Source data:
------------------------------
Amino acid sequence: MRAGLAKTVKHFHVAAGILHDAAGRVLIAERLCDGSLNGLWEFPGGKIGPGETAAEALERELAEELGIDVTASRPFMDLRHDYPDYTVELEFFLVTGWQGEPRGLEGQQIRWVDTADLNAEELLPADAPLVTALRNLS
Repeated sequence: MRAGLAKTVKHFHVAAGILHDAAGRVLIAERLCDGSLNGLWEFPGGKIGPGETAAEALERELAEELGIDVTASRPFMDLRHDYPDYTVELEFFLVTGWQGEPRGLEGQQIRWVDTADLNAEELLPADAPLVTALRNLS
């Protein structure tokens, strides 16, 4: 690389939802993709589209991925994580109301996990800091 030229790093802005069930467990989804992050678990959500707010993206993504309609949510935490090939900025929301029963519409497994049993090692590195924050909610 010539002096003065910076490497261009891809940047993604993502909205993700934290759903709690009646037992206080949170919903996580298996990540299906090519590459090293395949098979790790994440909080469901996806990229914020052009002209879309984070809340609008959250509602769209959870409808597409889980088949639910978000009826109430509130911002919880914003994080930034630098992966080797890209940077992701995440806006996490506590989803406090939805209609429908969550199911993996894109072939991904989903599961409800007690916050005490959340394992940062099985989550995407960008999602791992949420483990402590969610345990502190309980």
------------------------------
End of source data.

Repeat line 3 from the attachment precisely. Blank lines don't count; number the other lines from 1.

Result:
């Protein structure tokens, strides 16, 4: 690389939802993709589209991925994580109301996990800091 030229790093802005069930467990989804992050678990959500707010993206993504309609949510935490090939900025929301029963519409497994049993090692590195924050909610 010539002096003065910076490497261009891809940047993604993502909205993700934290759903709690009646037992206080949170919903996580298996990540299906090519590459090293395949098979790790994440909080469901996806990229914020052009002209879309984070809340609008959250509602769209959870409808597409889980088949639910978000009826109430509130911002919880914003994080930034630098992966080797890209940077992701995440806006996490506590989803406090939805209609429908969550199911993996894109072939991904989903599961409800007690916050005490959340394992940062099985989550995407960008999602791992949420483990402590969610345990502190309980």